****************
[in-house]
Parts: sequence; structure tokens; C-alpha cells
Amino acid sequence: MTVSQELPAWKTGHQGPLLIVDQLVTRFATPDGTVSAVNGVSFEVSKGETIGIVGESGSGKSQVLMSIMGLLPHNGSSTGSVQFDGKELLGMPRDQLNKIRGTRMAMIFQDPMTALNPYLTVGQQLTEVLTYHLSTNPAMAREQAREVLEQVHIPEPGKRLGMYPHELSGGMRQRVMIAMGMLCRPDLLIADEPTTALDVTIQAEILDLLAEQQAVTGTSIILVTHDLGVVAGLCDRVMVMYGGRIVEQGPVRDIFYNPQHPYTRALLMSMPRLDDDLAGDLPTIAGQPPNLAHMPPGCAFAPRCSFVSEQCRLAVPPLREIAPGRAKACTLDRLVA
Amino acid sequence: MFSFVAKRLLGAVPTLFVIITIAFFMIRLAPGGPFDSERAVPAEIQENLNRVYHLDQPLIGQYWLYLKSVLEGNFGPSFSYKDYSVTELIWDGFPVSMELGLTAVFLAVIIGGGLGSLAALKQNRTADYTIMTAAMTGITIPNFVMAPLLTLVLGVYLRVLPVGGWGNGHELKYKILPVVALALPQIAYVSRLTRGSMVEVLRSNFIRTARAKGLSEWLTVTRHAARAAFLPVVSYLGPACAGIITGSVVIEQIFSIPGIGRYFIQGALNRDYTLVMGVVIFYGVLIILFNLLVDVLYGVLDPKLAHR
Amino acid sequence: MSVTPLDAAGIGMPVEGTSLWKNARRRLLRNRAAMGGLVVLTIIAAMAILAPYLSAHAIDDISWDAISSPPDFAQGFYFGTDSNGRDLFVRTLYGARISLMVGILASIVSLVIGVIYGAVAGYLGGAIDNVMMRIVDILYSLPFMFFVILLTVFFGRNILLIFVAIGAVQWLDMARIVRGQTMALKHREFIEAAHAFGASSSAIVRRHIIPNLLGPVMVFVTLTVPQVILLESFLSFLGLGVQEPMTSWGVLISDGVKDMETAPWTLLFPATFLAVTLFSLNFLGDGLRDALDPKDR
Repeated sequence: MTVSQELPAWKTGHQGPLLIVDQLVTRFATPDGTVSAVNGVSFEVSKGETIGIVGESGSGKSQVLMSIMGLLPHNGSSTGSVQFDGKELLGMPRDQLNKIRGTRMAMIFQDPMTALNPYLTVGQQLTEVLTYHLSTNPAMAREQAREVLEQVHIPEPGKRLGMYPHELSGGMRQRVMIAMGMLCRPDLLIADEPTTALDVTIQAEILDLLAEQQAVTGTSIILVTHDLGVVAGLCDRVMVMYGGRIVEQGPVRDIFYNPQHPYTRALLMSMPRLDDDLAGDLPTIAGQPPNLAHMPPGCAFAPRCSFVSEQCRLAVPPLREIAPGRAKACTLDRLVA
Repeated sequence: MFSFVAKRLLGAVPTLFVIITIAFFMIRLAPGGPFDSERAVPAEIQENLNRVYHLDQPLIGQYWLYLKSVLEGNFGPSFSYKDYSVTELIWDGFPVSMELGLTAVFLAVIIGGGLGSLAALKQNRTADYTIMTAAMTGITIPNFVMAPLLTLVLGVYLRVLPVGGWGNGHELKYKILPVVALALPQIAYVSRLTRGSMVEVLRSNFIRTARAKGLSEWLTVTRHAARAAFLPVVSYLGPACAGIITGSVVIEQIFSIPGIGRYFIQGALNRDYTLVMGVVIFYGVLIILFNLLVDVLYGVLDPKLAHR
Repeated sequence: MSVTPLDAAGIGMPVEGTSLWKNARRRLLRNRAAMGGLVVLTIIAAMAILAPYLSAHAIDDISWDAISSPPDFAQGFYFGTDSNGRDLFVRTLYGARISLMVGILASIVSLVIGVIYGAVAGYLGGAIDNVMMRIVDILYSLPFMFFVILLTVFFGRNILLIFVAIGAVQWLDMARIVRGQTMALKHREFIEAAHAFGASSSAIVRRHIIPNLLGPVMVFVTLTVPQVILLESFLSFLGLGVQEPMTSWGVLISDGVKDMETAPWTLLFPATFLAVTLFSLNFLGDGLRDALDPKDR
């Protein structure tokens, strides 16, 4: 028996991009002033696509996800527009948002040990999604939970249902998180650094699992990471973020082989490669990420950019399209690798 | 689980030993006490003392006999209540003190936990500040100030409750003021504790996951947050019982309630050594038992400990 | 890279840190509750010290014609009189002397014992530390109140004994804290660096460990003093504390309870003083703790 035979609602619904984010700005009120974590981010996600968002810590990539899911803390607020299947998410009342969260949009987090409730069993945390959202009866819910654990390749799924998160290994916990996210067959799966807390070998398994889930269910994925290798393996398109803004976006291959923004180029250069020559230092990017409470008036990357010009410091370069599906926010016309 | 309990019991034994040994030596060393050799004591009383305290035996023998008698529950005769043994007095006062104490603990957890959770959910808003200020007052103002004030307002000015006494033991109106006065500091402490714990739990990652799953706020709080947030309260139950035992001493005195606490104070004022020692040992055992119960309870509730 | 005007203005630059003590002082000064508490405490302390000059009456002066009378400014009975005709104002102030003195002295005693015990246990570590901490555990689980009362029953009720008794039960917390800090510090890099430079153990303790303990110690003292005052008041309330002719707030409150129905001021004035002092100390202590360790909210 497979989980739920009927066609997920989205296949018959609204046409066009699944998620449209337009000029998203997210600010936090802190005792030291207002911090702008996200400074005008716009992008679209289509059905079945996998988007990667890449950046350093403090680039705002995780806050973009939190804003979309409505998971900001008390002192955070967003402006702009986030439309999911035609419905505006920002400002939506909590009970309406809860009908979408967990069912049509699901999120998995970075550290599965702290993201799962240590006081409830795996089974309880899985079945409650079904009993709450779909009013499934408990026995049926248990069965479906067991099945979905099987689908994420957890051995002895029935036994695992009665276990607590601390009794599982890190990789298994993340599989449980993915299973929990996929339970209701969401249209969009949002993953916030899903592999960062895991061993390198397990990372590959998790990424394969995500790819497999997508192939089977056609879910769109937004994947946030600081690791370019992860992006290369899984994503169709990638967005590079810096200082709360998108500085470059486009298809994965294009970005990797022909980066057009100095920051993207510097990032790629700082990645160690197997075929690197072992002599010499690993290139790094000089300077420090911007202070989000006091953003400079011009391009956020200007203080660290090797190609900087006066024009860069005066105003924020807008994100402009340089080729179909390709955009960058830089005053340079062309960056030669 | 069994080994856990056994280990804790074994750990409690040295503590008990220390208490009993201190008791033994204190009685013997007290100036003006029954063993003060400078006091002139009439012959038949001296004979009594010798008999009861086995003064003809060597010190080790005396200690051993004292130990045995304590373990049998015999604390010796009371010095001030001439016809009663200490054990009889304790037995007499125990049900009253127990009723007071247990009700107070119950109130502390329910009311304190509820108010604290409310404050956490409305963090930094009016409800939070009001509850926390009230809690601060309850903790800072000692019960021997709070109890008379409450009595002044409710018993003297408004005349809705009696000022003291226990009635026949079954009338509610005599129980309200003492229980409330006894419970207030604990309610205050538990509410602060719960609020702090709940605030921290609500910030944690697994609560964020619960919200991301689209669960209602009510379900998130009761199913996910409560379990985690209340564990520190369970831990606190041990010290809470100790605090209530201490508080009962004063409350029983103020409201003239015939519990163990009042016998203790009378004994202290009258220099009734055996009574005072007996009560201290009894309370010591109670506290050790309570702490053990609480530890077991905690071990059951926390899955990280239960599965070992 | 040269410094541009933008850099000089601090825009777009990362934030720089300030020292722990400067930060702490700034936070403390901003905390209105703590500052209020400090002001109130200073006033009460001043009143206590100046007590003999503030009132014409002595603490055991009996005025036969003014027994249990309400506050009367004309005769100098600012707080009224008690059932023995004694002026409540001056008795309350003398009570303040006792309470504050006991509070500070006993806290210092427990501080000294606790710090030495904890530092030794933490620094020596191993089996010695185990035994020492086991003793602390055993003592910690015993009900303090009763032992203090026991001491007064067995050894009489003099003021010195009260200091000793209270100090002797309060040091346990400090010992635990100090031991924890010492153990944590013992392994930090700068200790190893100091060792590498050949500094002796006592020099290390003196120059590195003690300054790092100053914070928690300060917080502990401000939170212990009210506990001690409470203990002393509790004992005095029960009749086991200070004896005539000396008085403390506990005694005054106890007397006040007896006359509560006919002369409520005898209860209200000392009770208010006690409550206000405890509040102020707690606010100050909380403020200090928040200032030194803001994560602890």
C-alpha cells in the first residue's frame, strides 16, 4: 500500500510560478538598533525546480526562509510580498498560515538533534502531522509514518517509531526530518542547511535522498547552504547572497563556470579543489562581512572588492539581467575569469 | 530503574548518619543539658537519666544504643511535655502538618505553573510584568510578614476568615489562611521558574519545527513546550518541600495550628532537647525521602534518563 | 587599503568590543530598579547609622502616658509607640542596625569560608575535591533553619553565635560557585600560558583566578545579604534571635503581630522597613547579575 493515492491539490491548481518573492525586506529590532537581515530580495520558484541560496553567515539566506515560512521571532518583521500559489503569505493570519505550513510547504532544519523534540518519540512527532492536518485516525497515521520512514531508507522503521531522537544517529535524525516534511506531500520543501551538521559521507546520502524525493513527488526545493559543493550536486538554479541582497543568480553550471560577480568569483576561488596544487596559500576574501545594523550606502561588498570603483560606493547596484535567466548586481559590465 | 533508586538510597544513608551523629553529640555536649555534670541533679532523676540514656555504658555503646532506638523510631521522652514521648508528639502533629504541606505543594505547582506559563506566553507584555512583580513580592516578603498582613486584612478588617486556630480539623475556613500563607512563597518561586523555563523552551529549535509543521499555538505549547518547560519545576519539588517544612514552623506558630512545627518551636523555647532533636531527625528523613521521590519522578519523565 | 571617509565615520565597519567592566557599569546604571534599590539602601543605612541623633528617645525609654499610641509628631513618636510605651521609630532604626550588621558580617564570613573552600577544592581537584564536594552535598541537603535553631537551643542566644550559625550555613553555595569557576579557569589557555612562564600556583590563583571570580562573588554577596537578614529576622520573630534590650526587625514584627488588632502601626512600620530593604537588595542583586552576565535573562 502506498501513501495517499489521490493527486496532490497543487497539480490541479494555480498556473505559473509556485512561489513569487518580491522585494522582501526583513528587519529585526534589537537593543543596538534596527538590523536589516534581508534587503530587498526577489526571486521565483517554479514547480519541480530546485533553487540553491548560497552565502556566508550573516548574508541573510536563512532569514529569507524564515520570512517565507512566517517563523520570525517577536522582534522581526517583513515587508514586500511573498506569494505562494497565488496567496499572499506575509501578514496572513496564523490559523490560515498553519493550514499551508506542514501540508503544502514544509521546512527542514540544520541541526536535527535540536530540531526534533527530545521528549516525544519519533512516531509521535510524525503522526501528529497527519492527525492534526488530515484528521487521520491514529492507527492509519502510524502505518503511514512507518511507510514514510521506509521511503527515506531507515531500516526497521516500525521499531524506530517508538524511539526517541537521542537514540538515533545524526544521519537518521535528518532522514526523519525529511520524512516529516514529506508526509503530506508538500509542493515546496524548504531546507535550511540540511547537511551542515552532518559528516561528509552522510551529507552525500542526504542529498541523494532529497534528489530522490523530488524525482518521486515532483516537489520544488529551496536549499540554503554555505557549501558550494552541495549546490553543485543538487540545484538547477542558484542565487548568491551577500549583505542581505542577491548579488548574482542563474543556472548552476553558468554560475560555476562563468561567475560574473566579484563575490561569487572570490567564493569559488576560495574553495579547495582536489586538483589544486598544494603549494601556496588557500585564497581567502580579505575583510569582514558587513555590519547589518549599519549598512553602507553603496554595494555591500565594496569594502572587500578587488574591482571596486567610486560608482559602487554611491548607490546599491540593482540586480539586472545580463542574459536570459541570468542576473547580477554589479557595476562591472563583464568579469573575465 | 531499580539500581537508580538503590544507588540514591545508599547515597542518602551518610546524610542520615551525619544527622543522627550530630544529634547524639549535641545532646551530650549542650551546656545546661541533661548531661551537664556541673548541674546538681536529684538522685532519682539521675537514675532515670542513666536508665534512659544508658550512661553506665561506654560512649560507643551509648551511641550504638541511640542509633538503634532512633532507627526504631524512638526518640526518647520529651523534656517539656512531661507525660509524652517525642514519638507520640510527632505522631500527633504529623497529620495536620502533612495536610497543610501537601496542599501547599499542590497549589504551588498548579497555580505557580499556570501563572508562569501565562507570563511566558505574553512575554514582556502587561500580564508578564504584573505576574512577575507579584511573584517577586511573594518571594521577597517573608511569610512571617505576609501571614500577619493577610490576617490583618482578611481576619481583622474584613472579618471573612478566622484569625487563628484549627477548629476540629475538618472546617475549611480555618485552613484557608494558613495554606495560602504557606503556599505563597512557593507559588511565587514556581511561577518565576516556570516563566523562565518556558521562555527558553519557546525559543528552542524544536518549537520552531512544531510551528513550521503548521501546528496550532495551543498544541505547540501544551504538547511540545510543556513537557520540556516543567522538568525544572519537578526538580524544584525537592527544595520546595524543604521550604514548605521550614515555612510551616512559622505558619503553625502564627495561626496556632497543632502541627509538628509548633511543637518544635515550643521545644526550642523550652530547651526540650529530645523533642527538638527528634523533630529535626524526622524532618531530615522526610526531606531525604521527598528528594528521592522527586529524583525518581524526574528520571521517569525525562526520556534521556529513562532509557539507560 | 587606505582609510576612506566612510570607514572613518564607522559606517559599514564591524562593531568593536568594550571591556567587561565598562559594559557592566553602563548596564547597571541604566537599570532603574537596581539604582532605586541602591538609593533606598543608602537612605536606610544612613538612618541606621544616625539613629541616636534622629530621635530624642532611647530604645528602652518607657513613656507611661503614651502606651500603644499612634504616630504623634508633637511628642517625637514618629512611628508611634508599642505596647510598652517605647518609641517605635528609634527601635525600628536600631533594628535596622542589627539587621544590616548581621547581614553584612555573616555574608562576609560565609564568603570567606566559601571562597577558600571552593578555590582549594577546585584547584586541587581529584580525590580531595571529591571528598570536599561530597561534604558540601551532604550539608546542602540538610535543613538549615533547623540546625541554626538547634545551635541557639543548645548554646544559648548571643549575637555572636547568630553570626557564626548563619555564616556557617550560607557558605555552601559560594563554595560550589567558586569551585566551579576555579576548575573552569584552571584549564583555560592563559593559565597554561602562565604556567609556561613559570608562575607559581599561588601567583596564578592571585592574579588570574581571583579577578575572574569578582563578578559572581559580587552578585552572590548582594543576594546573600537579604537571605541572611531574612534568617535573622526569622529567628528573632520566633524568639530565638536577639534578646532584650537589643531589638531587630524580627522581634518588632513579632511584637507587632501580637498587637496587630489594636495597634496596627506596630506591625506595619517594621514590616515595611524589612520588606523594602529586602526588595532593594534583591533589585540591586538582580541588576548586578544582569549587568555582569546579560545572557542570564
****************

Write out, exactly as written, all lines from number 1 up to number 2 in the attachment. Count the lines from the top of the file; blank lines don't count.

[in-house]
Parts: sequence; structure tokens; C-alpha cells